Son considering transfering to Landmark in VT

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Fenn
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22 Mar 2021, 11:25 am

My 21 year old son is considering transferring to Landmark. His special interest is animals, wildlife rescue and big cats in particular and legged reptiles (he likes Dreamworks Dragon Riders and the Warrior books about feral cats). He took the SAT untimed and did really well but has been having trouble with Organic Chemistry, Biochemistry and similar classes where he is but did well in the one class that dealt with whole animals. Landmark has an EnviSci major he might be interested in and they look like they would have better support for his ADHD and Autism (HF). He would really like to be one of those guys you see on BBC World. Time management is a special challenge and study skills. (In High School he got by just on being smart - but the college biology classes require a more structured approach which is a real up hill battle).

Does anyone know anything about Landmark College? Any other colleges like it with really good support for ADHD or HFA - not just "we do the bare minimum the Federal Government makes us do"?


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kraftiekortie
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22 Mar 2021, 1:39 pm

There are advertisements for it. It is, specifically, for people with autism and other developmental and learning disorders.

The COVID rate in Vermont is much lower than in many other states. In fact, it has the both the lowest case amount, and the lowest amount of deaths, in the whole United States. Most of the COVID is in the Burlington area.



ImeldaJace
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22 Mar 2021, 2:25 pm

I've only heard landmark referenced in passing but the attitude is positive. I know someone who was accepted there but I haven't kept in touch since she started.

Another option for your son might be to look into programs that support college students or young adults on the spectrum. Some are connected with specific colleges while others work with colleges in their area. So he wouldn't get support directly from the college like he would at Landmark but he could still get the support he needs. Off the top of my head some options in the New England area are College Internship Program (CIP), Chapel Haven ASAT program, and UCONN Beyond Access. I'm sure there are others. More and more programs are being started and there are ones that are in different areas too. I know of one at McGill in Montreal. It's been a couple years since I looked into them, but I know there are many others that I'm just not remembering the names of off the top of my head.


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Fenn
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22 Mar 2021, 8:42 pm

Thanks! I hadn't head of some of those.
I will look into them!


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Fenn
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24 Apr 2021, 7:01 pm

You might find this interesting

Academic Support at Landmark College
https://www.youtube.com/watch?v=x3At7WzBxvY

Student Life at Landmark College [previously recorded] webcast (1-14-2021)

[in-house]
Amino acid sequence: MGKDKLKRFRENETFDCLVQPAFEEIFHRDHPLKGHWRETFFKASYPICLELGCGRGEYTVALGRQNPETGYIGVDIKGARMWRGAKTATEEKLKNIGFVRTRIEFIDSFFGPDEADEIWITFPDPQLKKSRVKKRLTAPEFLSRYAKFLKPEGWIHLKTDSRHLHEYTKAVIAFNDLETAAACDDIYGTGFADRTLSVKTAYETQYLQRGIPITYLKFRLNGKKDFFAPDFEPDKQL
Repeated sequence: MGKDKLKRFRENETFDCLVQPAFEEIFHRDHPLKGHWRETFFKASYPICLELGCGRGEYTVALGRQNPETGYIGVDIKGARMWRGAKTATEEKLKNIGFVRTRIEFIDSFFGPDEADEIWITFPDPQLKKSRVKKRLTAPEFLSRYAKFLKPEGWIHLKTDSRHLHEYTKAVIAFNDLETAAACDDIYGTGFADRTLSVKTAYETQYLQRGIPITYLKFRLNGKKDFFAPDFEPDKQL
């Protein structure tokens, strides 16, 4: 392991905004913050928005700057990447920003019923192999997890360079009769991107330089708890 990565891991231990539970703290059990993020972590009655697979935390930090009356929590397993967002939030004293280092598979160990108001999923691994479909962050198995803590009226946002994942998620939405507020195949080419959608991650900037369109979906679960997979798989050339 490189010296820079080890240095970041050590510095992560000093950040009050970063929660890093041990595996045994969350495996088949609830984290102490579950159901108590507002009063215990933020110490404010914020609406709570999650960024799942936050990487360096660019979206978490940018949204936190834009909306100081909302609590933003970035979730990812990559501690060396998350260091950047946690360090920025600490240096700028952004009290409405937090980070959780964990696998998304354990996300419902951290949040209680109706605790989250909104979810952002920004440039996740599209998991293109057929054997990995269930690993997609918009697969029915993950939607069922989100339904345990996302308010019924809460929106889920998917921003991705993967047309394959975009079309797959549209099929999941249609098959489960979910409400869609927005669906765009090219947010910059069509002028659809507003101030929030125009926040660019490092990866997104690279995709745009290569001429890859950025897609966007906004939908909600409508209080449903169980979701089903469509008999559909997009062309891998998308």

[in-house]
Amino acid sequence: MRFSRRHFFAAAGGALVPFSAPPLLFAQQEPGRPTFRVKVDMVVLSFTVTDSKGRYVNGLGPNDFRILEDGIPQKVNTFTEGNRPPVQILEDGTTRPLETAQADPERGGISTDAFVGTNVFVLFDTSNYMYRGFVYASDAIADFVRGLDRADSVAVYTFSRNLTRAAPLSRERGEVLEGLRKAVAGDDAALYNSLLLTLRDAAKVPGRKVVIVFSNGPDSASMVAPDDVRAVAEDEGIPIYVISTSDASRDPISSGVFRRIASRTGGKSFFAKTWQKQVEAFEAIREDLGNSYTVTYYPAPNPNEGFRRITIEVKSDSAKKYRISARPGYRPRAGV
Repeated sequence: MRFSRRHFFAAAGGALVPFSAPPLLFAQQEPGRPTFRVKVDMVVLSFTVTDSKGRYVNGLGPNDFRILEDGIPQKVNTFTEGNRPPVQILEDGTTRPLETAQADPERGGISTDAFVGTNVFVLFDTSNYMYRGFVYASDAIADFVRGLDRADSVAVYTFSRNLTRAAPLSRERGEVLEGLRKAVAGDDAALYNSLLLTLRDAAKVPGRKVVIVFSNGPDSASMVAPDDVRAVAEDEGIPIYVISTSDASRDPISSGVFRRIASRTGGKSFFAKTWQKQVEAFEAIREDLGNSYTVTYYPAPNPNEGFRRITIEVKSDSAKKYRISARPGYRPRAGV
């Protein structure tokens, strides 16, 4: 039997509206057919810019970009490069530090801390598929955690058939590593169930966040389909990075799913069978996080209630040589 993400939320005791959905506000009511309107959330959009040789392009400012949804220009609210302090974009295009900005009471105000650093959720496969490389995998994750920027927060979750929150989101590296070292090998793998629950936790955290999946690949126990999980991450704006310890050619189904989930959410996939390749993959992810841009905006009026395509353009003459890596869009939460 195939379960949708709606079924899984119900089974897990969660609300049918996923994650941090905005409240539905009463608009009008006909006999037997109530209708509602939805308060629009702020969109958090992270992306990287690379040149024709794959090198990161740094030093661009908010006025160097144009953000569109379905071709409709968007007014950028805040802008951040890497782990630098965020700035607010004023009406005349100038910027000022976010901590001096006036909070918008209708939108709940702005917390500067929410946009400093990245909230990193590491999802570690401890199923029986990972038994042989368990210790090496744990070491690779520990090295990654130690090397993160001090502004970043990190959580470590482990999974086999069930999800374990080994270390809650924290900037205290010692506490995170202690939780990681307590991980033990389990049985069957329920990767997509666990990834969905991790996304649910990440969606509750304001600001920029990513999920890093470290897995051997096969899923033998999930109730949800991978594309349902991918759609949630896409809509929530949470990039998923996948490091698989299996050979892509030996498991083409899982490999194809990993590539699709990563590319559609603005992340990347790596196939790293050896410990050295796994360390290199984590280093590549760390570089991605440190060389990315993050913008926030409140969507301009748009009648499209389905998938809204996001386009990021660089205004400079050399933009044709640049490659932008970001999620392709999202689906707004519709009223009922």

https://www.youtube.com/watch?v=Cny45mKgfT4


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RDOS scores - Aspie score 131/200 - neurotypical score 69/200 - very likely Aspie


idntonkw
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26 Apr 2021, 10:47 pm

Fenn wrote:
My 21 year old son is considering transferring to Landmark. His special interest is animals, wildlife rescue and big cats in particular and legged reptiles (he likes Dreamworks Dragon Riders and the Warrior books about feral cats). He took the SAT untimed and did really well but has been having trouble with Organic Chemistry, Biochemistry and similar classes where he is but did well in the one class that dealt with whole animals. Landmark has an EnviSci major he might be interested in and they look like they would have better support for his ADHD and Autism (HF). He would really like to be one of those guys you see on BBC World. Time management is a special challenge and study skills. (In High School he got by just on being smart - but the college biology classes require a more structured approach which is a real up hill battle).

Does anyone know anything about Landmark College? Any other colleges like it with really good support for ADHD or HFA - not just "we do the bare minimum the Federal Government makes us do"?


For about 30% of people with autism/adhd going to college never works out in the end. Sure, they get a degree, but then they are stuck applying for jobs for the next 10-20 years, getting some interviews, but never getting hired. They just end up staying home miserable because they lack the other skills that you need to work that are not taught in college, but rather are taught through working absolutely anyway, but just working at a paid job. Teaching someone a secondary degree while they lack basic job skills, they will still be unwanted in the job market because those skills are needed to get any type of job, and a degree won't make that not be so. So in other words, having experience of being employed as a dishwasher is a doable skill. Having a degree but no job because you are not adjusted to working in general - is less preferable. So I really recommend having ANY job first, as opposed to going to college, because it often ends up being a useless endeavor even if the diploma is achieved. Some autists/adhd do become programmers or maybe childcare workers after college, but that's the only case that I have seen.